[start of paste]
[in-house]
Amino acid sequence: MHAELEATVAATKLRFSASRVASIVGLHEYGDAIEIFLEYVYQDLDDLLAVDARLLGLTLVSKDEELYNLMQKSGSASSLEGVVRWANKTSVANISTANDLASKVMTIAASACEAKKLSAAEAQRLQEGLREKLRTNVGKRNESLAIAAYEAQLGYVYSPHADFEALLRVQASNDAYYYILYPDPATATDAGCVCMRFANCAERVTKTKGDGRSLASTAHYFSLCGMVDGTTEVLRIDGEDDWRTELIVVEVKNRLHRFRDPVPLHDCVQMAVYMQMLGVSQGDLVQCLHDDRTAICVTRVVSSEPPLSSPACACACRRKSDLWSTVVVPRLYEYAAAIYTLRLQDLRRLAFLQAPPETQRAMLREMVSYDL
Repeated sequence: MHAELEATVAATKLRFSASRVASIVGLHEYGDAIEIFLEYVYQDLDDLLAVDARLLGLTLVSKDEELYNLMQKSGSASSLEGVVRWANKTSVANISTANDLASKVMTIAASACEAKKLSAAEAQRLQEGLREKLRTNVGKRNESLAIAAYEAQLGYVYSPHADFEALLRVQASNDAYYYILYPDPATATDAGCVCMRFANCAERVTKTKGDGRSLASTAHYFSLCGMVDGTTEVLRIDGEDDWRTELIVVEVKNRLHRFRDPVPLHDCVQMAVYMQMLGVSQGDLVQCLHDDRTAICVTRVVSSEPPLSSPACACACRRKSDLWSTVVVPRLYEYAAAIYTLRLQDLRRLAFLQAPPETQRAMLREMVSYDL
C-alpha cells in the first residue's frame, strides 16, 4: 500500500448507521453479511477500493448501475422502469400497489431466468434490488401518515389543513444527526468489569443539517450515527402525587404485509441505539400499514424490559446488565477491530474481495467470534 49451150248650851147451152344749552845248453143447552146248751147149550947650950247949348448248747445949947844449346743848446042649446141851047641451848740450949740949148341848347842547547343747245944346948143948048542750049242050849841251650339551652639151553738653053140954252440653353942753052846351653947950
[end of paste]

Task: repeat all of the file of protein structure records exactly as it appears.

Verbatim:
[in-house]
Amino acid sequence: MHAELEATVAATKLRFSASRVASIVGLHEYGDAIEIFLEYVYQDLDDLLAVDARLLGLTLVSKDEELYNLMQKSGSASSLEGVVRWANKTSVANISTANDLASKVMTIAASACEAKKLSAAEAQRLQEGLREKLRTNVGKRNESLAIAAYEAQLGYVYSPHADFEALLRVQASNDAYYYILYPDPATATDAGCVCMRFANCAERVTKTKGDGRSLASTAHYFSLCGMVDGTTEVLRIDGEDDWRTELIVVEVKNRLHRFRDPVPLHDCVQMAVYMQMLGVSQGDLVQCLHDDRTAICVTRVVSSEPPLSSPACACACRRKSDLWSTVVVPRLYEYAAAIYTLRLQDLRRLAFLQAPPETQRAMLREMVSYDL
Repeated sequence: MHAELEATVAATKLRFSASRVASIVGLHEYGDAIEIFLEYVYQDLDDLLAVDARLLGLTLVSKDEELYNLMQKSGSASSLEGVVRWANKTSVANISTANDLASKVMTIAASACEAKKLSAAEAQRLQEGLREKLRTNVGKRNESLAIAAYEAQLGYVYSPHADFEALLRVQASNDAYYYILYPDPATATDAGCVCMRFANCAERVTKTKGDGRSLASTAHYFSLCGMVDGTTEVLRIDGEDDWRTELIVVEVKNRLHRFRDPVPLHDCVQMAVYMQMLGVSQGDLVQCLHDDRTAICVTRVVSSEPPLSSPACACACRRKSDLWSTVVVPRLYEYAAAIYTLRLQDLRRLAFLQAPPETQRAMLREMVSYDL
C-alpha cells in the first residue's frame, strides 16, 4: 500500500448507521453479511477500493448501475422502469400497489431466468434490488401518515389543513444527526468489569443539517450515527402525587404485509441505539400499514424490559446488565477491530474481495467470534 49451150248650851147451152344749552845248453143447552146248751147149550947650950247949348448248747445949947844449346743848446042649446141851047641451848740450949740949148341848347842547547343747245944346948143948048542750049242050849841251650339551652639151553738653053140954252440653353942753052846351653947950